Project report: high-rise monorail in Philadelphia

05 January 2022

Superior Scaffold recently played a pivotal role in aiding in the construction of a 47-story condominium building in Philadelphia. The company was asked to design a monorail system that would hoist giant glass pieces to be used for the outside of the building.

The monorail system can be seen at the top of the building.

Superior’s vice president Bob Sarkisian designed the monorail system which called for everything to be anchored to concrete – while not using counter weights.

“There was no room for counterweights and the risk of having any type of incident was too great,” the company said.

Sarkisian knew that swing manufacturer Bee Access had a robust enough concrete anchor system to allow the rigs to hold all of the weight at 47 stories high. The hoist was designed to slide along the monorail and position above the window where a cable would be lowered and hooked to the giant piece of glass. The glass would then be hoisted out of the window and then maneuvered into place where crews, riding in suspended scaffold rigs would install it.

Erik Highland, marketing director of Superior Scaffold, said that the biggest challenge was “working around everyone and everything up there on the roof. You can see from the photos all of the mechanicals where being installed at the same time, so space was tight. There were crews also installing the exterior railing and facade as well. We also had to tie off our suspended scaffold rigs to existing concrete and steel making for a maze of wire up top.”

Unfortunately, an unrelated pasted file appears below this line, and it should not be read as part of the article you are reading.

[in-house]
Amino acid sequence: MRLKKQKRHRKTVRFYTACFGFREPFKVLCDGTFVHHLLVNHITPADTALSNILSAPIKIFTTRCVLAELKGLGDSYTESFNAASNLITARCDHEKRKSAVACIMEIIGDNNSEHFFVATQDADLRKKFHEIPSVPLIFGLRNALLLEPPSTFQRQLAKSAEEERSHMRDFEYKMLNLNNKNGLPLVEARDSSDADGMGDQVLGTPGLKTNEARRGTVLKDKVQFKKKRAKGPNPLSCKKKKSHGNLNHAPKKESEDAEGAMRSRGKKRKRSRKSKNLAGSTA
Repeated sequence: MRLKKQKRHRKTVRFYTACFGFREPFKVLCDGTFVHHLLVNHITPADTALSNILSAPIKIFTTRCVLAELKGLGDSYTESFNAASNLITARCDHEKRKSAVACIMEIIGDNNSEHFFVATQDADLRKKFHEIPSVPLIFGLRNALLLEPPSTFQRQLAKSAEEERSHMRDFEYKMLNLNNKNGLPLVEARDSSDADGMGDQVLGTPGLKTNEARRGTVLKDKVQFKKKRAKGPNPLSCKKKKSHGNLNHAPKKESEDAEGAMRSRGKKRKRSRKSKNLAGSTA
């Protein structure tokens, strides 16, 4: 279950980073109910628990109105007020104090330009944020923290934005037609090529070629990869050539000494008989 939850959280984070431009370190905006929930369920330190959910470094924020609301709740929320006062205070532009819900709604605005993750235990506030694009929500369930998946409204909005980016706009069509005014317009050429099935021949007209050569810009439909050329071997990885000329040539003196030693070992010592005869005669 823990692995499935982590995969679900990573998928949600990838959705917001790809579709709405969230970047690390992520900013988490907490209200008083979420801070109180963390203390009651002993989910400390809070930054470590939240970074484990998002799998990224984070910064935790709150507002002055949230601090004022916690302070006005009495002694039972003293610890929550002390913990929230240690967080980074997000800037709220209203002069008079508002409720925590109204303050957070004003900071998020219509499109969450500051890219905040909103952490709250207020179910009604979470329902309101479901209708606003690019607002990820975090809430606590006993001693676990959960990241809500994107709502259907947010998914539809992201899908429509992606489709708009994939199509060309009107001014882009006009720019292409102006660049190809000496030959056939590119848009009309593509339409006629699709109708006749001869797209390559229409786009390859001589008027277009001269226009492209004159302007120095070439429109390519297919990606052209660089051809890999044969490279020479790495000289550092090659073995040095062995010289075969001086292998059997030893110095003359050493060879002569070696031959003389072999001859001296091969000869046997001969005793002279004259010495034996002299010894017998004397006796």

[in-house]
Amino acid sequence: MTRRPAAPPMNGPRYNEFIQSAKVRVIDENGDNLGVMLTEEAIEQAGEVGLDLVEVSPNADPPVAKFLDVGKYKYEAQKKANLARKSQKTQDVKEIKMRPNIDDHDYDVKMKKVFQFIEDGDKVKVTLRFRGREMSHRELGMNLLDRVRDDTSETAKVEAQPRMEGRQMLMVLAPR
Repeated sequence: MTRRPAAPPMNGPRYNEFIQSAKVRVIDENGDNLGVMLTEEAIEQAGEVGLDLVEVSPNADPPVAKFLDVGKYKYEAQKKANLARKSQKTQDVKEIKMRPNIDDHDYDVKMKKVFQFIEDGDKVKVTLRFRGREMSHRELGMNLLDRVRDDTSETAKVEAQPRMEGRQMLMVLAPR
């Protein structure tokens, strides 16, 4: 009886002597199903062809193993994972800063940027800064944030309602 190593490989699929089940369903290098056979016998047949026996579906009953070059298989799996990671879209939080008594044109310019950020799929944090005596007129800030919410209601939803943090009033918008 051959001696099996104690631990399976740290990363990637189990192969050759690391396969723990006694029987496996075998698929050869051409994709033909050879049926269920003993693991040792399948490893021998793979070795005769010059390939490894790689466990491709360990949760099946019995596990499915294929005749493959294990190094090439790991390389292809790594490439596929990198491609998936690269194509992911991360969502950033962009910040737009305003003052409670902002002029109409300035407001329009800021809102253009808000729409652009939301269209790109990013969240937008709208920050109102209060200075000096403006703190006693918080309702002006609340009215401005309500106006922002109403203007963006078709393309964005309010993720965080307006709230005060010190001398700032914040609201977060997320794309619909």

Photos show how Superior Scaffold helped erect the new 47-story condo building in Philadelphia.

This system required equipment that would allow the monorail to mount onto their aluminum beams. It would simultaneously have to allow the 2,000-pound hoist to move safely around the monorail system while holding hundreds of pounds of the glass pieces below.

Suspended scaffold rigs had to be positioned in and under system scaffold towers so they could move up and down to mount the glass. Swings were moved to accommodate the installation crews.

Highland said that a suspended scaffold was chosen over cranes or window manipulator machines because of the height of the building and the cost to deliver the glass to their final location.

The monorail system was built two sides of the building at a time. Once one side was done, it was moved to the next side. The $235 million Dranoff Properties project was spearheaded by GMI Contractors.

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